As the report states: "Tools are a force multiplier."

5. Transfer SecOps functions to cloud services and MSSPs

This is another excellent recommendation from the CyberEdge report. One benefit of migrating from on-premises data centers to the cloud is that security teams can more easily access SecOps functions from anywhere, including their homes when forced to telecommute by a crisis such as the current pandemic.

Meanwhile, MSSPs help augment organizations' SecOps staff, and thus their ability to respond to incidents in a timely manner. The CyberEdge report lists several security functions that are commonly outsourced to MSSPs, including:

  • Monitoring and managing SIEM technologies

  • Managing vulnerabilities

  • Analyzing and reporting events collected from IT logs

  • Monitoring and managing web app firewalls

Cybersecurity and cyber resilience: It's an evolution

Cyber security and cyber resilience are often used interchangeably. While they are related concepts, they're far from being synonyms, and it's crucial for everyone to understand the difference.

Security is like wearing a mask or using other forms of personal protective equipment to reduce your risk of being infected with a virus. Resiliency is, after having been infected, fighting through the illness and giving your body a chance to return to good health.

This means that cyber security is the protection and restoration of IT assets—hardware and software, in the cloud and on premises—and the data they contain, to ensure their availability and integrity.

Resiliency, on the other hand, focuses on the ability of the business to withstand and recover from these breaches. The scope extends beyond IT and information to business operations and processes.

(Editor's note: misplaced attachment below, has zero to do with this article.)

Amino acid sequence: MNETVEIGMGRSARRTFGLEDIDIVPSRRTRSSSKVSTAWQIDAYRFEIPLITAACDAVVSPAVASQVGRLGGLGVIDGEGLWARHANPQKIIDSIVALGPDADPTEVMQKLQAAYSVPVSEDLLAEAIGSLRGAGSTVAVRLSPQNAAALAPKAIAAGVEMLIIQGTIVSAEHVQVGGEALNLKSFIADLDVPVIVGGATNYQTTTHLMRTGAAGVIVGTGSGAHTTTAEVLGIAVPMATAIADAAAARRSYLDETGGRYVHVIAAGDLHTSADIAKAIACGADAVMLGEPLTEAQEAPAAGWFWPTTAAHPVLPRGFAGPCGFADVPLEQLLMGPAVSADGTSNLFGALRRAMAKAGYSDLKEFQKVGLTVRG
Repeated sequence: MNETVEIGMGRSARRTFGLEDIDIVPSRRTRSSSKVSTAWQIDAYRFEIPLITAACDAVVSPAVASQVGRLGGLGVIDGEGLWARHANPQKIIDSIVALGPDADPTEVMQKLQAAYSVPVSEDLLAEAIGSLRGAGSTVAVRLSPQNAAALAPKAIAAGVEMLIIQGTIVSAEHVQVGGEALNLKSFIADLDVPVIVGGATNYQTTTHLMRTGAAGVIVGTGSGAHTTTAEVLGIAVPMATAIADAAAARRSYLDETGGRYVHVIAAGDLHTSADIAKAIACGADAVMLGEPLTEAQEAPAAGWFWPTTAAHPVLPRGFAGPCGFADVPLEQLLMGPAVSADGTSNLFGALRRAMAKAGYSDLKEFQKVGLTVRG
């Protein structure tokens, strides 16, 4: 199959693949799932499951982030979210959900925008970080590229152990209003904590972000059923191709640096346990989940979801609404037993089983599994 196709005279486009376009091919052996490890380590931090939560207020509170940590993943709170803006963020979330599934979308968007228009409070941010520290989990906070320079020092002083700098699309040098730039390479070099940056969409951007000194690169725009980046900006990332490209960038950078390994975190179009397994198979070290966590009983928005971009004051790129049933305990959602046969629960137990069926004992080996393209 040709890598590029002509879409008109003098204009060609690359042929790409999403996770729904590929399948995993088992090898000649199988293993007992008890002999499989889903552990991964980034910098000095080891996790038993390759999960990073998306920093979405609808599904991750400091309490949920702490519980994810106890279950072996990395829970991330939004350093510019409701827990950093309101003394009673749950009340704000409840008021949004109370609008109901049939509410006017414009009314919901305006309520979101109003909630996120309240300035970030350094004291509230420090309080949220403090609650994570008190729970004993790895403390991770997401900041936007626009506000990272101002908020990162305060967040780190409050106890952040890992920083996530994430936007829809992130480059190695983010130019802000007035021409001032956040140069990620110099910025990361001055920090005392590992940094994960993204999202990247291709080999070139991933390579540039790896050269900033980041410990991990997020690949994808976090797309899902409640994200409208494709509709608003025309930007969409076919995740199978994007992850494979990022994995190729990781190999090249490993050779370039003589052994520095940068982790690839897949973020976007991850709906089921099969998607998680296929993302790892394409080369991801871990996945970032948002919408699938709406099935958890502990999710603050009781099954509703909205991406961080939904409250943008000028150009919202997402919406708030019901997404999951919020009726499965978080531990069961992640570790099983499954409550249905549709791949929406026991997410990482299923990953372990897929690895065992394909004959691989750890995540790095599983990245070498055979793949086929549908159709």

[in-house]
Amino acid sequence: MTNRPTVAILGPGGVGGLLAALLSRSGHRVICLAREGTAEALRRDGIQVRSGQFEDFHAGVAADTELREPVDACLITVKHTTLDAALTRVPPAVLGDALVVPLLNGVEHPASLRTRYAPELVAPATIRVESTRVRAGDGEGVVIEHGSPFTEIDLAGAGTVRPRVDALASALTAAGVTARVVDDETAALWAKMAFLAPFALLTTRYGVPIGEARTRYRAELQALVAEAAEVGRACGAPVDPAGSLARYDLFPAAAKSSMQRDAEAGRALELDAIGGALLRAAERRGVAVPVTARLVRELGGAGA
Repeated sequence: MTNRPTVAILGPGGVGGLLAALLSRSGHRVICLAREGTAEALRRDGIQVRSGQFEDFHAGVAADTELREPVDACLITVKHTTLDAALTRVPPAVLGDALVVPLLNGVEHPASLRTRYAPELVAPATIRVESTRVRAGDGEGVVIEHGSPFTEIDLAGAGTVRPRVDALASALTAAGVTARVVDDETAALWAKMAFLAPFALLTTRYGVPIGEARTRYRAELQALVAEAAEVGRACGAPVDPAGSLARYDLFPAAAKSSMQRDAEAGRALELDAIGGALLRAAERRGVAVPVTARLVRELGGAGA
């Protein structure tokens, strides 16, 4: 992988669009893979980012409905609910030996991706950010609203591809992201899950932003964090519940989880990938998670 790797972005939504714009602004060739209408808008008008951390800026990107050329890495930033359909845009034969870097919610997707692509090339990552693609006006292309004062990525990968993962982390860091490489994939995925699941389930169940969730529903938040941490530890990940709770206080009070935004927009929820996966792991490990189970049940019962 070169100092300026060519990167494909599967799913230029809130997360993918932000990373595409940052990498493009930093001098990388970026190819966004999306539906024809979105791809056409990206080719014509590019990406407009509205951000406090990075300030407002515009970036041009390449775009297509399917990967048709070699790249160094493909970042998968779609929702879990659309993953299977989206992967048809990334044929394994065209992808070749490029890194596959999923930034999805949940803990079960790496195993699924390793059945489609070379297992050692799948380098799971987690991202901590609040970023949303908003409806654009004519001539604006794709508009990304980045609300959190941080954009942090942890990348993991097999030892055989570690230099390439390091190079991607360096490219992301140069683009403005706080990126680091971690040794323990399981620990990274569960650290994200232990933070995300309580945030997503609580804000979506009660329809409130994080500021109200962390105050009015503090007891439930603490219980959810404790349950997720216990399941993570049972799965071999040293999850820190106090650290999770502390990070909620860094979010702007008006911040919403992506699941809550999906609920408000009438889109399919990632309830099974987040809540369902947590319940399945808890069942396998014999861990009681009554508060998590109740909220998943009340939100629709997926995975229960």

The U.S. National Institute of Standards and Technology (NIST) defines cyber resilience as "the ability of an information system to continue to operate under adverse conditions or stress, even if in a degraded or debilitated state, while maintaining essential operational capabilities; and to recover to an effective operational posture in a time frame consistent with mission needs."

In practical terms, a cyber-resilient organization assumes that at some point it will be successfully attacked and breached by criminals unleashing malware, phishing attacks, or advanced persistent threats. Despite having top-notch security tools and processes, they know that bad actors with plenty of time and resources will eventually find a way to break in.

And when that happens, the organization must have taken steps to weather the attack, avoid a complete collapse of its operations, and recover as quickly as possible.

As MITRE states in its Cyber Resiliency FAQ, cyber security and cyber resilience are complementary. "Most cyber resiliency measures assume, leverage, or enhance a variety of cybersecurity measures. Cybersecurity and cyber resiliency measures are most effective when applied together in a balanced way," MITRE says.

This isn't a recommendation to jettison cyber security—far from it. But you must evolve toward cyber resiliency to survive in this "new normal" threat landscape.

As the 2018 Public-Private Analytic Exchange Program report from the U.S. Department of Homeland Security explains it:

  • Adapting involves a management approach change or a proactive adjustment of response strategies, based on lessons from previous disruptions, events, and threats.

  • Evolution also includes predicting, anticipating, and planning for potential threats, and identifying and monitoring the critical functions of the systems at risk.

  • Withstanding is about maintaining business operations during an attack without experiencing performance degradation or loss of functionalities.

  • Recovering involves rebounding from an attack and restoring full business operations, performance, and functionalities.

All this means you need to assume breaches will happen and, to quote NIST, "anticipate, withstand, recover from, and adapt to adverse conditions, stresses, attacks, or compromises."

Keep learning

Read more articles about: SecurityInformation Security